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China struggles to open its energy sector to more non-state entities

Public Policy

As China forges ahead toward the end of its 12th Five-Year Plan in 2015, the path toward reform in the energy sector for easier market entry and more competition—outlined as a main target in the plan—remains long and winding.

State-owned enterprise reform was only made a priority this year, with the government pledging to introduce more participation from non-state entities in a number of sectors monopolized by SOEs, including oil and gas.

Sinopec and China National Petroleum Corp. duly announced their reform plans. The former is partially divesting its downstream marketing business while the latter said it would welcome private investment in six business areas, including gas infrastructure, refinery projects and, crucially, in the upstream.

While tantalizing to companies clamouring for active participation in the country’s bankable energy sector, the reality will be less promising.

The main aim of the reform is for the SOEs to bring in more shareholders to enable them to tap equity and capital markets to fund their operations. It is unlikely that the companies will freely open up swathes of acreage to new investors.

Instead, the existing practice of cherry-picking only what the companies cannot develop on their own to farm out will persist.

“Production sharing contracts—which are already the main way through which companies come in—will still continue to be used for foreign participation, but only limited to areas such as the unconventionals,” said an analyst.

CNPC has been reported to be mulling a new bid round for onshore blocks in western Xinjiang province for cooperation, a rare move given state companies’ tight control of conventional onshore acreage.

But the blocks are believed to be technologically complex to exploit and the round is seen more as a reflection of CNPC’s need for foreign expertise than a real desire to involve external parties on an operational front.

Elsewhere, operating conditions have been slow to improve.


Earlier this month, Canadian independent Enviro Energy said its relationship with state-owned partner China National Petroleum Corp. had deteriorated to such a point that it was seeking to terminate its production sharing contract for a coalbed methane block in Xinjiang.

Enviro’s grouse was what has been a long-standing complaint by many CBM operators—other Chinese coal companies, including state giant Shenhua, were mining in land that had been demarcated as part of the PSC. The company claims the work reduced the resource base at what was otherwise a prolific block.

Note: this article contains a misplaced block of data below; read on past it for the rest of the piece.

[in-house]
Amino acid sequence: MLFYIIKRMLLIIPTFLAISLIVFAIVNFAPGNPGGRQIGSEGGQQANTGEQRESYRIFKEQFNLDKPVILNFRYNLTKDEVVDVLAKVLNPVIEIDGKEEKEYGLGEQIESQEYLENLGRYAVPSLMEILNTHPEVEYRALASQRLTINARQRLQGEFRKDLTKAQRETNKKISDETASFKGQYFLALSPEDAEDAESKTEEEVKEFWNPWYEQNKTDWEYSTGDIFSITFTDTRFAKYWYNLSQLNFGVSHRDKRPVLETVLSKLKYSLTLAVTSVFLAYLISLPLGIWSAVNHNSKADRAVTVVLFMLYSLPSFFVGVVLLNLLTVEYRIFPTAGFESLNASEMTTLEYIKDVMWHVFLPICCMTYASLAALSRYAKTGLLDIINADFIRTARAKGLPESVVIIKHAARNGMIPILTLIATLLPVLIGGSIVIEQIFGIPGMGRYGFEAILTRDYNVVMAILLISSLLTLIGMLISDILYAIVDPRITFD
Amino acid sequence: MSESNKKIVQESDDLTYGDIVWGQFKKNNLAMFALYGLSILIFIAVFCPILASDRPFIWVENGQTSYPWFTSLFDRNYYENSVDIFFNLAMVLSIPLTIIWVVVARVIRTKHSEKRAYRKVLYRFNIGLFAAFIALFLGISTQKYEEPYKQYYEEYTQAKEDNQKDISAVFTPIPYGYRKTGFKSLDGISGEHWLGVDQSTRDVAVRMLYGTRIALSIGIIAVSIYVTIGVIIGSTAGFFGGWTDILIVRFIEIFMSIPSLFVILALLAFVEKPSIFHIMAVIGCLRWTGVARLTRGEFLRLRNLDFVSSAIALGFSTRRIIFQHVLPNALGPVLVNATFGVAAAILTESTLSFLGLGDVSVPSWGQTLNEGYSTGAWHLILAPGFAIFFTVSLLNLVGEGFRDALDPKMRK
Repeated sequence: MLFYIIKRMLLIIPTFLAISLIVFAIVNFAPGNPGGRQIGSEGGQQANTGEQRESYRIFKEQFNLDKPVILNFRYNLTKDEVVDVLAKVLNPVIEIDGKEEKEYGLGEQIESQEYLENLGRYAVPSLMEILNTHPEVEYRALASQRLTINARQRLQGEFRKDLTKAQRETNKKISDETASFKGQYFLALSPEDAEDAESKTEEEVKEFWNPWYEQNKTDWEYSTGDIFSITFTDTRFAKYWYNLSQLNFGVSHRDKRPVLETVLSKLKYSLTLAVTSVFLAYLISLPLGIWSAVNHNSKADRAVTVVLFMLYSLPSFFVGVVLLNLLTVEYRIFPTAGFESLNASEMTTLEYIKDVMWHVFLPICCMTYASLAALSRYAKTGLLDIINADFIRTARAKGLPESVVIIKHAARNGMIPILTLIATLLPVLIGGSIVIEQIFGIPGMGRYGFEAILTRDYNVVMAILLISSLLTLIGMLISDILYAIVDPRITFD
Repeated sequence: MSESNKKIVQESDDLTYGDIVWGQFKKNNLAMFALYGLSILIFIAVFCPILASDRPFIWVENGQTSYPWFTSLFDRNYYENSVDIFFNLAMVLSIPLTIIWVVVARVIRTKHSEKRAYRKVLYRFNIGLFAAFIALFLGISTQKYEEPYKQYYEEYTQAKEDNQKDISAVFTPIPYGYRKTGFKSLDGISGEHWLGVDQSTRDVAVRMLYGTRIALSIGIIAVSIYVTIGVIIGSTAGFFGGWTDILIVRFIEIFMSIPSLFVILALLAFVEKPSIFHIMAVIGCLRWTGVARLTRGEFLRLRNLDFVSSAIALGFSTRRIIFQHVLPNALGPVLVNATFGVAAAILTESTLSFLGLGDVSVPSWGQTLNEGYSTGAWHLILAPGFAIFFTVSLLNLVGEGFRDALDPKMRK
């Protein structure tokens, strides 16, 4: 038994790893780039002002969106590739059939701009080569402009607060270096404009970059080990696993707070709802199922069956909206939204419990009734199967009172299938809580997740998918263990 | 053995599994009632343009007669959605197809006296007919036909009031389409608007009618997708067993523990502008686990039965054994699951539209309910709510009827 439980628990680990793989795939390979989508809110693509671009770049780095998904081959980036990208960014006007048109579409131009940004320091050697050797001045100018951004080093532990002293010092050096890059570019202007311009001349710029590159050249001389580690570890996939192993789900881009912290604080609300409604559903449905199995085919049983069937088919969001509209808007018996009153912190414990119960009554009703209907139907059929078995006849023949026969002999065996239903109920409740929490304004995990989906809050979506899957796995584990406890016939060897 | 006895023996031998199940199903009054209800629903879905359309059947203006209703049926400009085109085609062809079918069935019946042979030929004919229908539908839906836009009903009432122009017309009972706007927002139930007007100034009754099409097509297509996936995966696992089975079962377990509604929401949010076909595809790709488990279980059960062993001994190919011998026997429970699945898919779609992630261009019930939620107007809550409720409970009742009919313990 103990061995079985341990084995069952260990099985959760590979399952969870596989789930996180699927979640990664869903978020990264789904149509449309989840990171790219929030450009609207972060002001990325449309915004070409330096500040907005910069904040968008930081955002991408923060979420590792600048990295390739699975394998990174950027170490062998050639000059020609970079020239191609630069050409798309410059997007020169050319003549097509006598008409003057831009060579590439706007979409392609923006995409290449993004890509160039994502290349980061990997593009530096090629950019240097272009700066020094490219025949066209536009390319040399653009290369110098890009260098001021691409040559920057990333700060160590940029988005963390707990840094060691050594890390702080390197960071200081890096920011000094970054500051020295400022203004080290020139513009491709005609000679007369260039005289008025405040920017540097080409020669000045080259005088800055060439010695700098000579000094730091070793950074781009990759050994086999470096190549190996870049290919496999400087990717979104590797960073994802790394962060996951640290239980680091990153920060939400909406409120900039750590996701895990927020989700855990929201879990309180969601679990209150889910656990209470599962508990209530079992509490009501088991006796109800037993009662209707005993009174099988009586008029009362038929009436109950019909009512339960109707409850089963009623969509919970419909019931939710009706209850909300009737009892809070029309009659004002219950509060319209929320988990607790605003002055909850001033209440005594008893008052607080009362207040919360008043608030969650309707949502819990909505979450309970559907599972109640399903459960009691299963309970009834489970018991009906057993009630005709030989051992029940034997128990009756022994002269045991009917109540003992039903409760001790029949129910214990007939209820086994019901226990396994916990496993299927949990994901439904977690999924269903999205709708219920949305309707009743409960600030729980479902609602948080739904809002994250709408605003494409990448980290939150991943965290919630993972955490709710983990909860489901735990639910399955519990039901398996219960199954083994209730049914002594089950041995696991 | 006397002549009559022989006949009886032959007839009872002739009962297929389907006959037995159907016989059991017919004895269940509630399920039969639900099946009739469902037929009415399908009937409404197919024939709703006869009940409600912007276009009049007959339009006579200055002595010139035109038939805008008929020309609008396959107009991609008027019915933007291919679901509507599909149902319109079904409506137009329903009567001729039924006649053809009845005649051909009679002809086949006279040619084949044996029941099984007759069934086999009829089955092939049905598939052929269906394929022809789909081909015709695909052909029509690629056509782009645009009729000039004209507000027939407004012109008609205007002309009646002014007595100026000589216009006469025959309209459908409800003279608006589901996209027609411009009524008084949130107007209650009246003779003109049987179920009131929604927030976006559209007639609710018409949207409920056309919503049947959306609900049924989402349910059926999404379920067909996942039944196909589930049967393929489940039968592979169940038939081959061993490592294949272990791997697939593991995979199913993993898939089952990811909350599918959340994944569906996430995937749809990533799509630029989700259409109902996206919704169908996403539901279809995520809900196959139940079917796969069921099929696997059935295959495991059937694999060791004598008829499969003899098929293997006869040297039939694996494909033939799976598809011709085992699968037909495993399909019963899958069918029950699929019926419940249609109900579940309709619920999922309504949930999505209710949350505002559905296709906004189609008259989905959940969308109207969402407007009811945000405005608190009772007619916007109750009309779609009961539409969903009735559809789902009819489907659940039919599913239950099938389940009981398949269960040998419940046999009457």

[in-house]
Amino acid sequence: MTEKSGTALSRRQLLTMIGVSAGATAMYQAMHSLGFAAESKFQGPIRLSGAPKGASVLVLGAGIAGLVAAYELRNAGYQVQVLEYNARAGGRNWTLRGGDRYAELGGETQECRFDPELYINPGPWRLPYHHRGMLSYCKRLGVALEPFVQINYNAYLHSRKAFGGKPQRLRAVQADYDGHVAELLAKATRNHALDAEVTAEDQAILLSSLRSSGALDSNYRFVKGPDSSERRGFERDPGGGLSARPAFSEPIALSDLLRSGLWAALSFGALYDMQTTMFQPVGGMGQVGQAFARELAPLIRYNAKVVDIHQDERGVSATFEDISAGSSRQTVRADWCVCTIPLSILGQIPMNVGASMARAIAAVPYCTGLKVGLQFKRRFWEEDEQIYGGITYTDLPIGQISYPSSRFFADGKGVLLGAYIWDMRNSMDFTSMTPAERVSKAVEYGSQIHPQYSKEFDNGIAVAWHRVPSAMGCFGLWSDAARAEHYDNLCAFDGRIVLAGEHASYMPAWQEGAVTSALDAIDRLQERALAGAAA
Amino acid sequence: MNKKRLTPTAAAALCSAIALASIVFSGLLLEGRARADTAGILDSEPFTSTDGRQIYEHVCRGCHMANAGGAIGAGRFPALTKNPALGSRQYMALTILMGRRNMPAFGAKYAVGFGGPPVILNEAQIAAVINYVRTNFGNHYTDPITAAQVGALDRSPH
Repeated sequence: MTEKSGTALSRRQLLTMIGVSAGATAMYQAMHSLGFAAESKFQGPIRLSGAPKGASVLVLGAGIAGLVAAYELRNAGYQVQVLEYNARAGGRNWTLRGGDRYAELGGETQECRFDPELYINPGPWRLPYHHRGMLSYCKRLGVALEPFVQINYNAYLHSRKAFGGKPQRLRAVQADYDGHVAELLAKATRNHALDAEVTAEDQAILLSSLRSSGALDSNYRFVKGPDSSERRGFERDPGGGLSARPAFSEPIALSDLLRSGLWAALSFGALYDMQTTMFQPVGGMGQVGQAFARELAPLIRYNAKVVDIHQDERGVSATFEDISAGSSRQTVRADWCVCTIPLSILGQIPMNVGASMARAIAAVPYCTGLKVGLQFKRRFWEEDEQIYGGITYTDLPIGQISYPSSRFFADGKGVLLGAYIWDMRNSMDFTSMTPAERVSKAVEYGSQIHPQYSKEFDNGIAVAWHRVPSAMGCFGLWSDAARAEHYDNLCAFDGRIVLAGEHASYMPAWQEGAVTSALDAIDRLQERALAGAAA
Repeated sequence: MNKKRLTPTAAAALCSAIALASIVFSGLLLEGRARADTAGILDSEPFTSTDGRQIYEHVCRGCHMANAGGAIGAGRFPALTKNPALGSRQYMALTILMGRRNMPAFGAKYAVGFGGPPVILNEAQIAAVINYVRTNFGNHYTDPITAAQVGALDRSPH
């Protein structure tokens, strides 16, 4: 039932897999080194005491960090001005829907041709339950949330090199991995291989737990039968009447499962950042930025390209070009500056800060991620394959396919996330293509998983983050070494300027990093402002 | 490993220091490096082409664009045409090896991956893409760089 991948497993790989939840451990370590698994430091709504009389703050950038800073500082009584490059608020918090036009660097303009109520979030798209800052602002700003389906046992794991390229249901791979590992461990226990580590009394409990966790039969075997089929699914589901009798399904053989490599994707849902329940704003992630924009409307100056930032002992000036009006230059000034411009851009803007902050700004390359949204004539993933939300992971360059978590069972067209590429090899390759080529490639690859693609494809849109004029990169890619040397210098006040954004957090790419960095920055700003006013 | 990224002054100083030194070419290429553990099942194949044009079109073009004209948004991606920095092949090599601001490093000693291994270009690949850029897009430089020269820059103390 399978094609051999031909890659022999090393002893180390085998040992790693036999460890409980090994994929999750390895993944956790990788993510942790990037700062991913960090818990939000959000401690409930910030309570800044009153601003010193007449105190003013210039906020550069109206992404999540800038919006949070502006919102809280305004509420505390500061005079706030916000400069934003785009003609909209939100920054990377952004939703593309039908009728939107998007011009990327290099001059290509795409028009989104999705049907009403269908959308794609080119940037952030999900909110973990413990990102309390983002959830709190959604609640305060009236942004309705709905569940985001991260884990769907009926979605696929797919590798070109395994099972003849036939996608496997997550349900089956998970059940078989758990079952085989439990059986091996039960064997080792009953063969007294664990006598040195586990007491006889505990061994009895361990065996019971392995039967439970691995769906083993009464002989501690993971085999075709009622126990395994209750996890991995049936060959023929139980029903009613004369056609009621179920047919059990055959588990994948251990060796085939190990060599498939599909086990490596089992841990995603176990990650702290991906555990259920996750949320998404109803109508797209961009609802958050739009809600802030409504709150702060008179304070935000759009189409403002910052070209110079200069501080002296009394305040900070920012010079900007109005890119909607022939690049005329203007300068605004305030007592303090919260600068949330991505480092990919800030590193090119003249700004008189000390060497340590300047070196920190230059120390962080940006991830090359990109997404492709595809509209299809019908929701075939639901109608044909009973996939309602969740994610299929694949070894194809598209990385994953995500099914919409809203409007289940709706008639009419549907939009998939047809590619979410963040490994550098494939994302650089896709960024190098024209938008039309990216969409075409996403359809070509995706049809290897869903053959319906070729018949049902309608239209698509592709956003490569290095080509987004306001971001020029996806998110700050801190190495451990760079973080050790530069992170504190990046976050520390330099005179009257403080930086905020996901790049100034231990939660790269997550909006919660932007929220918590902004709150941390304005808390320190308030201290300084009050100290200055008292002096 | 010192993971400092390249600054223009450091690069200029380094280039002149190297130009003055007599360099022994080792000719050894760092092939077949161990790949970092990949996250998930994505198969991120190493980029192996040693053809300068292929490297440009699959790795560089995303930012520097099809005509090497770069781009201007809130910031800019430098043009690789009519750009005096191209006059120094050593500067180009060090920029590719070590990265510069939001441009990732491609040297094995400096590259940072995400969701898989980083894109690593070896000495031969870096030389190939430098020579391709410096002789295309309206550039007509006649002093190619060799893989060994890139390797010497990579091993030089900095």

In all fairness, some measures have worked, such as government efforts to simplify the approvals process. Since May last year, smaller oil and gas projects no longer need to be sanctioned by the central government before commercial development can start.

“The central government has decentralized control and allowed provincial divisions to be engaged in regulating CBM development, compared with say, five years ago. …This makes [project] execution more convenient,” said another foreign CBM operator.

This is all the more advantageous because the nature of CBM dictates that more collaboration with local governments is beneficial to ongoing projects, said the operator.

“Because it is unconventional [gas] trapped within coal seams, there is a lot more engagement at the provincial level than there is with the central government,” he added.

However, the downside of decentralization of these processes means any company keen to get involved in a new project will find the bureaucracy difficult to navigate, the operator said.

“The hurdles have gotten worse, because now you’ve got to start at the provincial level and make your way to the central level to ever get anything approved. So from an execution standpoint, if you have a deal, it’s getting better. If you don’t and you want to do a new deal, in my view it’s impossible,” the operator said.

In the last year, internal turmoil within CNPC—China’s dominant upstream player—has also arguably held up progress on projects.

Sources speculate the problems faced by Enviro Energy likely stem from the corruption scandal that has plagued CNPC, which has resulted in the resignations of a number of highly-placed personnel and a management reshuffle.

Enviro claims it has not heard from CNPC regarding its initial protest last year that coal companies were encroaching in its block and the sources attributed this to management being too caught up its own imbroglio to pay attention to operational issues at projects.

— Song Yen Ling in Singapore


One Comment on "China struggles to open its energy sector to more non-state entities"

  1. Davy on Tue, 29th Jul 2014 8:09 am 

    I have been reading several articles on Zerohedge on the significant corruption at the very top of the CNPC and their subsidiaries. This is something that will hamper any expansion if your leaders are in court on fraud charges. CNPC is an example of the rot throughout the Chinese business community in every sector. China has a culture of corruption. China is a big balloon ready to pop mostly from issues related to corruption, mismanagement, and a huge credit explosion. This is a very real danger for the rest of Asia in particular.

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